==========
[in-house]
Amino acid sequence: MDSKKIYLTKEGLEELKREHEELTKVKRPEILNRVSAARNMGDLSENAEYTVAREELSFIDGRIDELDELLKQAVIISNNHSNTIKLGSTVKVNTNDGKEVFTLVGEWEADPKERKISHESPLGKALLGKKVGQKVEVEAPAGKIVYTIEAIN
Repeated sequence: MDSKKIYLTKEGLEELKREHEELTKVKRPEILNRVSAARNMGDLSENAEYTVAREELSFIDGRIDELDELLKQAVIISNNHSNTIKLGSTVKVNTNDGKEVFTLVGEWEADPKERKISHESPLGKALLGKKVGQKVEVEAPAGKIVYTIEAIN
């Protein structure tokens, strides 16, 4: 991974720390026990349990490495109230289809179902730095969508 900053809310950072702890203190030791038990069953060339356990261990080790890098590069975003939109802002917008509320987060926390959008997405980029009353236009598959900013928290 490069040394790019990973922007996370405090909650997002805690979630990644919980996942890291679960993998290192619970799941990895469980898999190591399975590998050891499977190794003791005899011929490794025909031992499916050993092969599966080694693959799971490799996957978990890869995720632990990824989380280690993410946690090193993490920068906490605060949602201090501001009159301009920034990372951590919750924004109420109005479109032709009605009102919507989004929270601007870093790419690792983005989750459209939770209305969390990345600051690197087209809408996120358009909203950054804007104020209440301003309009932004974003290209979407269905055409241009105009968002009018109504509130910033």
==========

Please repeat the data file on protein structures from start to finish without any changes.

[in-house]
Amino acid sequence: MDSKKIYLTKEGLEELKREHEELTKVKRPEILNRVSAARNMGDLSENAEYTVAREELSFIDGRIDELDELLKQAVIISNNHSNTIKLGSTVKVNTNDGKEVFTLVGEWEADPKERKISHESPLGKALLGKKVGQKVEVEAPAGKIVYTIEAIN
Repeated sequence: MDSKKIYLTKEGLEELKREHEELTKVKRPEILNRVSAARNMGDLSENAEYTVAREELSFIDGRIDELDELLKQAVIISNNHSNTIKLGSTVKVNTNDGKEVFTLVGEWEADPKERKISHESPLGKALLGKKVGQKVEVEAPAGKIVYTIEAIN
């Protein structure tokens, strides 16, 4: 991974720390026990349990490495109230289809179902730095969508 900053809310950072702890203190030791038990069953060339356990261990080790890098590069975003939109802002917008509320987060926390959008997405980029009353236009598959900013928290 490069040394790019990973922007996370405090909650997002805690979630990644919980996942890291679960993998290192619970799941990895469980898999190591399975590998050891499977190794003791005899011929490794025909031992499916050993092969599966080694693959799971490799996957978990890869995720632990990824989380280690993410946690090193993490920068906490605060949602201090501001009159301009920034990372951590919750924004109420109005479109032709009605009102919507989004929270601007870093790419690792983005989750459209939770209305969390990345600051690197087209809408996120358009909203950054804007104020209440301003309009932004974003290209979407269905055409241009105009968002009018109504509130910033």